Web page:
Benchers. He says, 'I was born and passed the first seven years of my life in the Temple he might have added, that here he passed a great portion of the second seven years of his life, a portion which mixed itself with all his habits and enjoyments, and gave a bias to the whole. Here he found a happy home, affec tionate parents, and a sister who watched over him to the latest hour of his existence (God be with her!) with the tenderest solicitude; and here he had access to the library of Mr. Salt, one of the Benchers, to whose memory his pen has given, in return for this and greater favours-I do not think it extravagant to sayimmortality. To use his own language, here he was tumbled into a spacious closet of good old English reading, where he browsed at will upon that fair and wholesome pasturage.' He applied these words to his sister; but there is no doubt they 'browsed' together; they had walked hand in hand from a time extending beyond the period of their memory?'
When Lamb quitted school, he was in the lower division of the second class-which in the language of the school is termed "being in Greek, but not Deputy Grecian." He had read Virgil, Sallust, Terence, selections from Lucian's Dialogues, and Xenophon; and had evinced considerable skill in the niceties of Latin composition, both in prose and verse. His docility and aptitude for the attainment of classical knowledge would have ensured him an exhibition; but to this the impediment in his speech proved an insuperable obstacle. The exhibitions were given under the implied, if not expressed condition of entering into the Church; the whole course of education was preparatory to that end; and therefore Lamb, who was unfitted by nature for the clerical profession, was not adopted into the class which led to it, and quitted school to pursue the uncongenial labour of the "desk's dull wood." To this apparently hard lot he submitted with cheerfulness, and saw his schoolfellows of his own standing depart, one after another, for the University without a murmur. This acquiescence in his different fortune must have been a hard trial for the sweetness of his disposition; as he always, in after life, regarded the ancient seats of learning with the fondness of one who had been hardly divorced from them. He delighted, when other duties did not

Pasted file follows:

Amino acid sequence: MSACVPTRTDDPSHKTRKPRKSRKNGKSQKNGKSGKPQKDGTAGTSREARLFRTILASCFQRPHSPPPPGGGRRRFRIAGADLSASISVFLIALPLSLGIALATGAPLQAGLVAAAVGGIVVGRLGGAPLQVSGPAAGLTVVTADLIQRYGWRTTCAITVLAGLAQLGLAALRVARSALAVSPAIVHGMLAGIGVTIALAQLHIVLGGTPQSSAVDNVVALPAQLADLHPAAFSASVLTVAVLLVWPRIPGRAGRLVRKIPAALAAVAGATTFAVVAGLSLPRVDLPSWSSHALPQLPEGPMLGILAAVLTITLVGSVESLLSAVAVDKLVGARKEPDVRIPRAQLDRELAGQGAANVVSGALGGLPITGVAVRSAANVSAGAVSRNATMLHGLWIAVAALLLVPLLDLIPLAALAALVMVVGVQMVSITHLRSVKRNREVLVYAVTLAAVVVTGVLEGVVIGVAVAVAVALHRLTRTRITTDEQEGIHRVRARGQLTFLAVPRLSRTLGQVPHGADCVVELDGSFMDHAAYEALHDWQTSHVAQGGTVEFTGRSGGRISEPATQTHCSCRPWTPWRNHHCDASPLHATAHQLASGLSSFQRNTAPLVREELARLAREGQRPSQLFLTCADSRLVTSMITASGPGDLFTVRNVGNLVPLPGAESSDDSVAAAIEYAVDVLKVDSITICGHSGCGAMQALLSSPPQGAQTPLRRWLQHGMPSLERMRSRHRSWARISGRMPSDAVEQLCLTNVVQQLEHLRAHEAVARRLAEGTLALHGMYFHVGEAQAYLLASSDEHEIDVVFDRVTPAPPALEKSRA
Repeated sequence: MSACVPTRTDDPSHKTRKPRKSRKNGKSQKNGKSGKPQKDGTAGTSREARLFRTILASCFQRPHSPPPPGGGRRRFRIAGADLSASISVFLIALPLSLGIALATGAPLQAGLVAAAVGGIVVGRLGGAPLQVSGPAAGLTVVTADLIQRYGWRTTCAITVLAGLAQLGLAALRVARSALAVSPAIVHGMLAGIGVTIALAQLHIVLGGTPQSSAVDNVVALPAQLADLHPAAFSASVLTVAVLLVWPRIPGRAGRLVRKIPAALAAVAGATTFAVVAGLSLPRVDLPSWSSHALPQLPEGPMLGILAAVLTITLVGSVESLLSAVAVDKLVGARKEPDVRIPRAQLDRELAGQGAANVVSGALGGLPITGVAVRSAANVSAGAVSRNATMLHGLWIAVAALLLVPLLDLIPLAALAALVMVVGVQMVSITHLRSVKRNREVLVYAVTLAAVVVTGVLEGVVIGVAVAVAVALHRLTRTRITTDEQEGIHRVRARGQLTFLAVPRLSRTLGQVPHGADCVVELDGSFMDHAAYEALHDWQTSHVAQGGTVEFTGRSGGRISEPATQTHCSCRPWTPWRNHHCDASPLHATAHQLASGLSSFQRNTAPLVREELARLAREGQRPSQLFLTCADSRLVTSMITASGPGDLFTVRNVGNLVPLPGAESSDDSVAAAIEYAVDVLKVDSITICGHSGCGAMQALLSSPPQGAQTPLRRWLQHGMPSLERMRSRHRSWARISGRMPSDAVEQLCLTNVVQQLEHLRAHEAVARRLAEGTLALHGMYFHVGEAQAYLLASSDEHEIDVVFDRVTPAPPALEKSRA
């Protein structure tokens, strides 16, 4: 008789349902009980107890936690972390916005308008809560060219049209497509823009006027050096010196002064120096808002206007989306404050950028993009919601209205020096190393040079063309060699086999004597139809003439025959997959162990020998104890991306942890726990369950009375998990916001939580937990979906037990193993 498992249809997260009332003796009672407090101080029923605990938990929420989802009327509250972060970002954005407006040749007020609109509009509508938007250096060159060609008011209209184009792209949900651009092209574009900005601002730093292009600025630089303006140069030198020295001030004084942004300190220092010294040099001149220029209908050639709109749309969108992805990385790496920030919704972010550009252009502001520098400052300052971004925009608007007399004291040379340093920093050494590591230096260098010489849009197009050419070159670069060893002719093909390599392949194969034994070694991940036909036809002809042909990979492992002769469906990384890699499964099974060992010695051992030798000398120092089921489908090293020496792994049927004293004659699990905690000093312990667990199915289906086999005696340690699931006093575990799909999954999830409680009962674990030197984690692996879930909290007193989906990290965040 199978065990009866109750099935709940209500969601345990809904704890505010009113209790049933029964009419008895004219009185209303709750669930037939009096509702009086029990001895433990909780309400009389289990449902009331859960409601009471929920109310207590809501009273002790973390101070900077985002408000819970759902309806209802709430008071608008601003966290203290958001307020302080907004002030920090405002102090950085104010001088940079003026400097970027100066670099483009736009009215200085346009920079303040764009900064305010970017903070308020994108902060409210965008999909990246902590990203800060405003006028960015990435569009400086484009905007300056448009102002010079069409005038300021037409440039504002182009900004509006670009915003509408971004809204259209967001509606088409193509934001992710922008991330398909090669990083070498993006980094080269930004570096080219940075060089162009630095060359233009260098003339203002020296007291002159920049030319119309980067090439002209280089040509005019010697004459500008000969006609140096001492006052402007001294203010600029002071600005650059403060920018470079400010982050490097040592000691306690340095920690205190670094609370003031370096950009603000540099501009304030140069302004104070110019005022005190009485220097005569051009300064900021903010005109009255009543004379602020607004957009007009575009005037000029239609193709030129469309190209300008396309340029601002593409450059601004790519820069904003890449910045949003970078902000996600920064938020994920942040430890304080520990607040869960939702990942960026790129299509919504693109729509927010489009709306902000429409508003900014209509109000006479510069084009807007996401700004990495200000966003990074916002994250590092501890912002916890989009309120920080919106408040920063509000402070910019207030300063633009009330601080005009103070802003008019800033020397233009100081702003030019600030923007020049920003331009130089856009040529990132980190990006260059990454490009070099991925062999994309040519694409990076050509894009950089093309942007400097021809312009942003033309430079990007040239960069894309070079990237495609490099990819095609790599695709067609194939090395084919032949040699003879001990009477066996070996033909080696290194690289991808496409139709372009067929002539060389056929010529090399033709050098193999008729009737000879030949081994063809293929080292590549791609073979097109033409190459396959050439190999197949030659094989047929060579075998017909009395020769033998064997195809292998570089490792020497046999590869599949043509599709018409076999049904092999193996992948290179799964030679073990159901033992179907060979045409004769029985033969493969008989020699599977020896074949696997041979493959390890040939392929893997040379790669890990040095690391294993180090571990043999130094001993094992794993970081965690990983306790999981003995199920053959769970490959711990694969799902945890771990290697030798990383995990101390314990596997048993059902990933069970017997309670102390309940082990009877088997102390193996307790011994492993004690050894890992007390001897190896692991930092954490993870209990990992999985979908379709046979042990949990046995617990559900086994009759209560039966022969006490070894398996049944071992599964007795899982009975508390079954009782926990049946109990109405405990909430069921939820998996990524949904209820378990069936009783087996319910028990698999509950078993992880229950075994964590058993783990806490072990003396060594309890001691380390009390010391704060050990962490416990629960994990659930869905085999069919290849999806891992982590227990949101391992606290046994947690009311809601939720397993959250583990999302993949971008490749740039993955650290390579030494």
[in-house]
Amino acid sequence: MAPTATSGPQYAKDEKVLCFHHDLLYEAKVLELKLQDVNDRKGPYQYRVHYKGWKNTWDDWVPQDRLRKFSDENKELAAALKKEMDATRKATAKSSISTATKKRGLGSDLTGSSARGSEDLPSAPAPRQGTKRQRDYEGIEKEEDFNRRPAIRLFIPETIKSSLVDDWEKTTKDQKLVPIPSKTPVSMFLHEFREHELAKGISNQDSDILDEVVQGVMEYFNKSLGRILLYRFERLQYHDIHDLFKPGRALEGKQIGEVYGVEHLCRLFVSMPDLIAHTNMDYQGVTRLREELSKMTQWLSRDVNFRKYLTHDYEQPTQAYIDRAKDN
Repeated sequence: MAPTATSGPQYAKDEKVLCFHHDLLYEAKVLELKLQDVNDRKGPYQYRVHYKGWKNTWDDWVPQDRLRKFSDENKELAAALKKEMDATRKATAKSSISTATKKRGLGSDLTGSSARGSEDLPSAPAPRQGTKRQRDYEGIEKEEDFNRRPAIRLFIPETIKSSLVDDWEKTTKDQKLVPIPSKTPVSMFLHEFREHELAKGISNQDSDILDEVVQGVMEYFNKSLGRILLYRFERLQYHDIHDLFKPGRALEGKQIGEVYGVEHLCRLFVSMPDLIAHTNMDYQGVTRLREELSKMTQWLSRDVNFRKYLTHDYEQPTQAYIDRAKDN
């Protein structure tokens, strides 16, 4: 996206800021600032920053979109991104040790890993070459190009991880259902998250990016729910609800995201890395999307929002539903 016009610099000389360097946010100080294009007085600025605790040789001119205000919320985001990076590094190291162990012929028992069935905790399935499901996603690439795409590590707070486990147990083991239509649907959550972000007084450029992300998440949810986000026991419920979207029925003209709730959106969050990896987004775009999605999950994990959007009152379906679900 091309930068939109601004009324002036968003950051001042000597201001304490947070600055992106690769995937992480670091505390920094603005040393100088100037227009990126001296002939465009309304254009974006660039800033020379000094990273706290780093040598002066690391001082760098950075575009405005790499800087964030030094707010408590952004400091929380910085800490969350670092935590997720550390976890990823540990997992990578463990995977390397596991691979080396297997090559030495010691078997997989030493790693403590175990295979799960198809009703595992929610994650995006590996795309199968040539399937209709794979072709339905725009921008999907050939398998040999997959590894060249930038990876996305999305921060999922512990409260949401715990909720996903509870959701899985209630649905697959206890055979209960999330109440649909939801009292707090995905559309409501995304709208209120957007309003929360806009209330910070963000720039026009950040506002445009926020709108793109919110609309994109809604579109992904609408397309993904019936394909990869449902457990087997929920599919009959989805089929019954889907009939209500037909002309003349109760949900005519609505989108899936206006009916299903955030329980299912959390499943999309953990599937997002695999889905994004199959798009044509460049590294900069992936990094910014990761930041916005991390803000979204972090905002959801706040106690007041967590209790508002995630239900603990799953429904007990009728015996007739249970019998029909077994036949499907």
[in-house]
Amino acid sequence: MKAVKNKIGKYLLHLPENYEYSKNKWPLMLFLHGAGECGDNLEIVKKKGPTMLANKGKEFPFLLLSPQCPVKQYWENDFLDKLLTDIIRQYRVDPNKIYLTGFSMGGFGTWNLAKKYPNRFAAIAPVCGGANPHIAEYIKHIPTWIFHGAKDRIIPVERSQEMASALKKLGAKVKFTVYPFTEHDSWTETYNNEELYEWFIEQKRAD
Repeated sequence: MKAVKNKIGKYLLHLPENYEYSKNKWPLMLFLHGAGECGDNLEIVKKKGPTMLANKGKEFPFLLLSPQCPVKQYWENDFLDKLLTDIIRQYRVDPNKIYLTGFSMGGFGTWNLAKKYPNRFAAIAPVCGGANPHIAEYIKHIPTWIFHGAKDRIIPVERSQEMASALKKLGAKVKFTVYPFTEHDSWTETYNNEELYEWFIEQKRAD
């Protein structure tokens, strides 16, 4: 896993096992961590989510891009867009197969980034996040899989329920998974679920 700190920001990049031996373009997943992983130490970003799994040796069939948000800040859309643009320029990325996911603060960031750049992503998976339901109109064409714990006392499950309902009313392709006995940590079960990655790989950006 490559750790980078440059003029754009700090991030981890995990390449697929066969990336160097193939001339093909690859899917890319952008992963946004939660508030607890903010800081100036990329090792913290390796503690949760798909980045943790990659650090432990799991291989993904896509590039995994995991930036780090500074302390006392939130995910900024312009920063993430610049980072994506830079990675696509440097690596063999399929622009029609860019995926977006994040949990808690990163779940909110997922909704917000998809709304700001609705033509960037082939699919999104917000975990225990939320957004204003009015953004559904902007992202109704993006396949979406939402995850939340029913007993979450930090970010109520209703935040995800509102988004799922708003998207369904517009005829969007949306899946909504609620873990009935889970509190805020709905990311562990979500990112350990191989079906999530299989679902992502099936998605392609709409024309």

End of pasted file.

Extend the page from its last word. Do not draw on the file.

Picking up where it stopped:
hinder, to pass his vacations in their neighbourhood, and indulge in that fancied association with them which he has so beautifully mirrored in his " Sonnet written at Cambridge*." What worldly success can, indeed, ever compensate for the want of timely nurture beneath the shade of one of these venerable institutions-for the sense of antiquity shading, not checking, the joyous impulses of opening manhood-for the refinement and the grace there interfused into the long labour of ambitious study-for young friendships consecrated by the associations of long past time; and for liberal emulation, crowned by successes restrained from ungenerous and selfish pride by palpable symbols of the genius and the learning of ages?
On 23d November, 1789, Lamb finally quitted Christ's Hospital for the abode of his parents, who still resided in the Temple. At first he was employed in the South Sea House, under his brother John; but on the 5th April, 1792, he obtained an appointment in the accountant's office of the East India Company. His salary, though then small, was a welcome addition to the scanty means of his parents; who now were unable, by their own exertions, to increase it, his mother being in ill health, which confined her to her bed, and his father sinking into dotage. On their comfort, however, this, and what was more precious to him, his little leisure, were freely bestowed; and his recreations were confined to a delightful visit to the two-shilling gallery of the theatre, in company with his sister, and an occasional supper with some of his schoolmates, when in town, from Cambridge. On one of these latter occasions, he obtained the appellation of Guy, by which he was always called among them; but of which few of his late friends heard till after
I was not train'd in academic bowers, And to those learned streams I nothing owe Which copious from those twin fair founts do flow; Mine have been anything but studious hours. Yet can I fancy, wandering 'mid thy towers, Myself a nursling, Granta, of thy lap; My brow seems tightening with the doctor's cap, And I walk gowned-feel unusual powers. Strange forms of logic clothe my admiring speech; Old Ramus' ghost is busy at my brain; And my skull teems with notions infinite. Be still, ye reeds of Camus, while I teach Truths which transcend the searching schoolmen's vein, And half had stagger'd that stout Stagyrite!